We did not get to the Museo de la Independencia, nor did we stop to see la Tumba de José Alfredo Jiménez en the Panteon. When we asked for directions to the cemetery, hoping it was close enough to walk to, we were told we’d have to walk “un chingo” to get there. My son’s flat feet were starting to ache and we were getting tired, so walking un chingo didn’t seem like something we were interested in doing.IMG_20180711_140241.jpg On the way out of the town, we stopped in another nice park with statues, a playground, some nice fountains (without any water) and benches that resembled sofas.IMG_20180711_141220As far as Pueblos Mágicos go, Dolores Hidalgo should be on your must-see list, not for the quality of the museums because they were rather ho-hum, but for the historical significance of the area, and the wine. I would recommend staying more than one day since there are so many things to see.






Filed under Mexican Cultural Stories, Tourist Sites in Mexico

May Holidays in Mexico–El Natalicio de Miguel Hidalgo–Birthday of Miguel Hidalgo

May 8 is an official civic holiday in Mexico, although no one in our area seems to know that. There is even a street in Uriangato (el 8 de mayo) in honor of this holiday, but no one could tell me what was so special about this day that it got its own street name.

But, doing a little research, I found that May 8 is the birthday of Miguel Hidalgo, a revolutionary priest born in 1753, and the day Mexico and the day the US first engaged in battle in the Mexican-American War (1846-1848). Fancy that!


Don Miguel Gregorio Antonio Ignacio Hidalgo-Costilla y Gallaga Mandarte Villaseñor holds the dubious triple title of Father. Once as a priest in the Catholic church, secondly, as a biological father since he had at least 5 illegitimate children with two different women while serving as a priest and third as the Father of Mexico, although he didn’t live to see Mexican independence. Despite his less than orthodox lifestyle (he liked to drink and gamble too), Hidalgo was a champion of class equality and worked tirelessly to better the lives of the oppressed indigenous and mestizo people of Mexico.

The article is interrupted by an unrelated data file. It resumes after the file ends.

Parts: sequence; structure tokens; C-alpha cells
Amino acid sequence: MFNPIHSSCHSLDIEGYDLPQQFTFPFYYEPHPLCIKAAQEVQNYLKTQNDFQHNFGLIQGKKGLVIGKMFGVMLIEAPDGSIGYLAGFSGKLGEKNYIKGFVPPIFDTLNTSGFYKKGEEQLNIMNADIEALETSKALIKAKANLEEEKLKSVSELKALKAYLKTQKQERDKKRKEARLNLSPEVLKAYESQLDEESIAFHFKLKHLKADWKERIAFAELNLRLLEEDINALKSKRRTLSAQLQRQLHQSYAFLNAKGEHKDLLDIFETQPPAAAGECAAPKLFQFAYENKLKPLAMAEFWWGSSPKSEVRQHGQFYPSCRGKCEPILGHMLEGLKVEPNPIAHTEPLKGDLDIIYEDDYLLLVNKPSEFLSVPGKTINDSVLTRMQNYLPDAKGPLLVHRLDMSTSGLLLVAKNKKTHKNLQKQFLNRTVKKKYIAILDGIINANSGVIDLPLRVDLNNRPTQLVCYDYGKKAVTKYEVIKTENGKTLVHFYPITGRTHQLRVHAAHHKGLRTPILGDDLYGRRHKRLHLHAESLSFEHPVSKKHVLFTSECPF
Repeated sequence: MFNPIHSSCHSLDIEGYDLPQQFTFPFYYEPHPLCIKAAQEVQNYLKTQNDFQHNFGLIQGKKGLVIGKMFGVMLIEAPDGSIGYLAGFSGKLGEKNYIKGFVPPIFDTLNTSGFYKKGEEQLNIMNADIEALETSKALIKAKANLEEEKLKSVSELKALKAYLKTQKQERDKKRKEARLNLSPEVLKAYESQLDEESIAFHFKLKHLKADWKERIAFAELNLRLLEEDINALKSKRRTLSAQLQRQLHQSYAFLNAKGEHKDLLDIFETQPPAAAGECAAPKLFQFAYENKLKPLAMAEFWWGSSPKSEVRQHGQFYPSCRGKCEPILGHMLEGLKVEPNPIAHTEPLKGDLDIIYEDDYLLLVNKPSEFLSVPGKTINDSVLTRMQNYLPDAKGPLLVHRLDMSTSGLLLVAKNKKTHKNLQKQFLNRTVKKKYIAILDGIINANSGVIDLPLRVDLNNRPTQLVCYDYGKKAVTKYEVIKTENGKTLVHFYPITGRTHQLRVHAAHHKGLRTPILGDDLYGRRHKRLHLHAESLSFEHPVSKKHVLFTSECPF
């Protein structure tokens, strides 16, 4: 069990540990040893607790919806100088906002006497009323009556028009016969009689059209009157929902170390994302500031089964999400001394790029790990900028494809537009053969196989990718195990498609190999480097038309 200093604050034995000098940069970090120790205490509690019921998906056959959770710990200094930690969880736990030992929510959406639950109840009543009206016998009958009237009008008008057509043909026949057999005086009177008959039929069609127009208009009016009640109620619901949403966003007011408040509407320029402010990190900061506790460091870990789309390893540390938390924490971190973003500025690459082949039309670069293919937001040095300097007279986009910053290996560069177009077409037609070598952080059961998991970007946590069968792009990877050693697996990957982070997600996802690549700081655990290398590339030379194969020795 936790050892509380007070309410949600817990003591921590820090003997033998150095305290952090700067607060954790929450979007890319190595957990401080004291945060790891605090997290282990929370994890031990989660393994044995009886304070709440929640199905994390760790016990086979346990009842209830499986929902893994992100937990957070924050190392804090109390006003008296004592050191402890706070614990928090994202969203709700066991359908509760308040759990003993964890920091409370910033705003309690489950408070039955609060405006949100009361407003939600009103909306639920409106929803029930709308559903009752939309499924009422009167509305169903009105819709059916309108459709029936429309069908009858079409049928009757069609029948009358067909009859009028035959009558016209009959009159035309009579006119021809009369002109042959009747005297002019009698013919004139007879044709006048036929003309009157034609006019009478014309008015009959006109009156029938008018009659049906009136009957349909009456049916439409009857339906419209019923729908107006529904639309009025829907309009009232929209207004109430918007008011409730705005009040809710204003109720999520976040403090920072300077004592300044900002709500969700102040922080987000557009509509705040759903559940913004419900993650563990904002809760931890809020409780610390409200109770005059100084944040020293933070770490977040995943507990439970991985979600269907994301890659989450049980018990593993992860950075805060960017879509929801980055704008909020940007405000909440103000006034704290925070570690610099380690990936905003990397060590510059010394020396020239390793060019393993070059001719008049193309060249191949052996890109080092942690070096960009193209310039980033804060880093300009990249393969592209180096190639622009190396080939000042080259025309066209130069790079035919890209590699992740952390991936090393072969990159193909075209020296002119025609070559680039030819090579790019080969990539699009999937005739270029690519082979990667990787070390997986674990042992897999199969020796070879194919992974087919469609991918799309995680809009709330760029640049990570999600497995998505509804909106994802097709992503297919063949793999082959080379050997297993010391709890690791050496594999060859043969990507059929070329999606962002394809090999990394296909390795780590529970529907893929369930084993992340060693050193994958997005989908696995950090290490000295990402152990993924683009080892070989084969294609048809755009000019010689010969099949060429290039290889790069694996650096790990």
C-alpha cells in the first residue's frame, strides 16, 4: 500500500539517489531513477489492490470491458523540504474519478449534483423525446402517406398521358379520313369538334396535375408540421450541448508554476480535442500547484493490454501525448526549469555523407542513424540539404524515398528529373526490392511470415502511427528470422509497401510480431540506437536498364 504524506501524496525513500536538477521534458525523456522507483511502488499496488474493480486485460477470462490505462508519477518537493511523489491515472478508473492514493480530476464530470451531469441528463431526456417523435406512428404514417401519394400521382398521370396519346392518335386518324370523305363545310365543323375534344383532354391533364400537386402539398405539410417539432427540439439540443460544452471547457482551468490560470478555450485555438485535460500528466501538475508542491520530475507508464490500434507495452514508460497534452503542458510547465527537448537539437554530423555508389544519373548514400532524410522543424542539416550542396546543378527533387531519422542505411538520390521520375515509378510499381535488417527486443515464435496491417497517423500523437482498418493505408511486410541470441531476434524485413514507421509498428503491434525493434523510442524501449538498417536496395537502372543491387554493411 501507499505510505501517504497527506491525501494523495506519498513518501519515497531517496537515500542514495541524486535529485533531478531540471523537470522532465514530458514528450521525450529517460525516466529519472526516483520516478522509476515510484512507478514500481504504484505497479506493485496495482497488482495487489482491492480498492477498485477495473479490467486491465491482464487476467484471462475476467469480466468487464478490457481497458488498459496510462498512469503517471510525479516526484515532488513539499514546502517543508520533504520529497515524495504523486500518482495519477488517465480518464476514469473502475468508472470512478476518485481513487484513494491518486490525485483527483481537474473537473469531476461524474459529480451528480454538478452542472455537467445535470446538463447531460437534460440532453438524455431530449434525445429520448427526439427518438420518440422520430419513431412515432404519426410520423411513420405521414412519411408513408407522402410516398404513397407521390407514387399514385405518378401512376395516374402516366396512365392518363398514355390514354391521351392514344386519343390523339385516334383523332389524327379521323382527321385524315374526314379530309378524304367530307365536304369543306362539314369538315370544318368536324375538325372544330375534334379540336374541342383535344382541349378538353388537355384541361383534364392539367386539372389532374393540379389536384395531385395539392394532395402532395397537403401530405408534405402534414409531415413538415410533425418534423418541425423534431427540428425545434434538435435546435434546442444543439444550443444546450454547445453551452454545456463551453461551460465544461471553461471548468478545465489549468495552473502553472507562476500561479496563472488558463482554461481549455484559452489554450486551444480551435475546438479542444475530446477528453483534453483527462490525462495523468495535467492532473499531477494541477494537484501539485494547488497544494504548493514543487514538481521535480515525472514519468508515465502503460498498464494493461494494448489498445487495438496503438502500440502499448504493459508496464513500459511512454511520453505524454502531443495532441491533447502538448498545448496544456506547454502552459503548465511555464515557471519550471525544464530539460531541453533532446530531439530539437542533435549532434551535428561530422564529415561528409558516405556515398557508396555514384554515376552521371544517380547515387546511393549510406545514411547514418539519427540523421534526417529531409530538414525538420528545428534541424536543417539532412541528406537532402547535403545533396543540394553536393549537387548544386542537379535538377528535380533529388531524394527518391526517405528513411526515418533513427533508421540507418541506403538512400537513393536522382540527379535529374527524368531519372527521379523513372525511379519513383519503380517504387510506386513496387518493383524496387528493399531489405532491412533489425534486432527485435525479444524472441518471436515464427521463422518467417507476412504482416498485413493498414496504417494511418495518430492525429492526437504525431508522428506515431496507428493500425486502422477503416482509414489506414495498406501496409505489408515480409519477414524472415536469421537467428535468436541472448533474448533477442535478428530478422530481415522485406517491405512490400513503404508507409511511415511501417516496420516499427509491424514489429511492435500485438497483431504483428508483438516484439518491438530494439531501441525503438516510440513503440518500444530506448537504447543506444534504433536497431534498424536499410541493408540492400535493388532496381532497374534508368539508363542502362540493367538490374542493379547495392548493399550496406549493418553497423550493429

The alhondiga in Guanajuato where the decapitated heads were hung.

For his efforts, he was betrayed and sent to the bishop of Durango who defrocked and excommunicated Hidalgo in 1811. He was then tried by a military court, found guilty of treason and executed. His body, along with the bodies of military leaders Ignacio Allende, Juan Aldama, and Jose Mariano Jimenez, was decapitated. The heads were displayed on the four corners of the Ahondiga de Granaditas in Guanajuato for 10 years.

hidalgo movie

For more information about the life of Miguel Hidalgo, watch the movie Hidalgo--la historia jamas contada
The movie does a good job of portraying the humanity rather than sainthood of Hidalgo.


The second historic event was the first major battle of the Mexican-American War, although the U.S. did not officially declare war on Mexico until May 13. On May 8, 1846, Zachary Taylor and 2,400 U.S. troops arrived at Fort Texas. The Mexican forces were defeated and forced north of the Rio Grande. This war resulted from the refusal of Mexico to recognize Texas as part of the United States

Mexico refers to this war as La Intervención Estadounidense (The United States Invasion) and did not acknowledge the annexation of Texas by the United States in 1845. After all, Mexico had claimed this area from the Spanish Empire after the Revolution in 1821, and more than 80,000 Mexicans lived in California, New Mexico, Arizona, and Texas. Mexico felt the annexation was a hostile action against its borders and declared war on the United States.

Like I mentioned, no one seems to know about these particular events in our area, much less make a big festive deal about them, although I am sure that both events are thoroughly covered in history class.

May is quite the month here in Mexico. Every time you turn around there is another celebration! For other Mexican May holidays see: El Día de Los Trabajadores, Conmemoración del Escuadron de Pelea 201El Dia de la Santa Cruz y El Dia del AlbañilLa Batalla de PueblaNatalicio de Miguel HidalgoEl Dia de las Madres, El Jueves de la AscensiónnPascua de PentecostésEl Día del Maestro, and El Dia del Estudiante


Learn about other people in Mexican history!

cover holidays


Filed under Mexican Holidays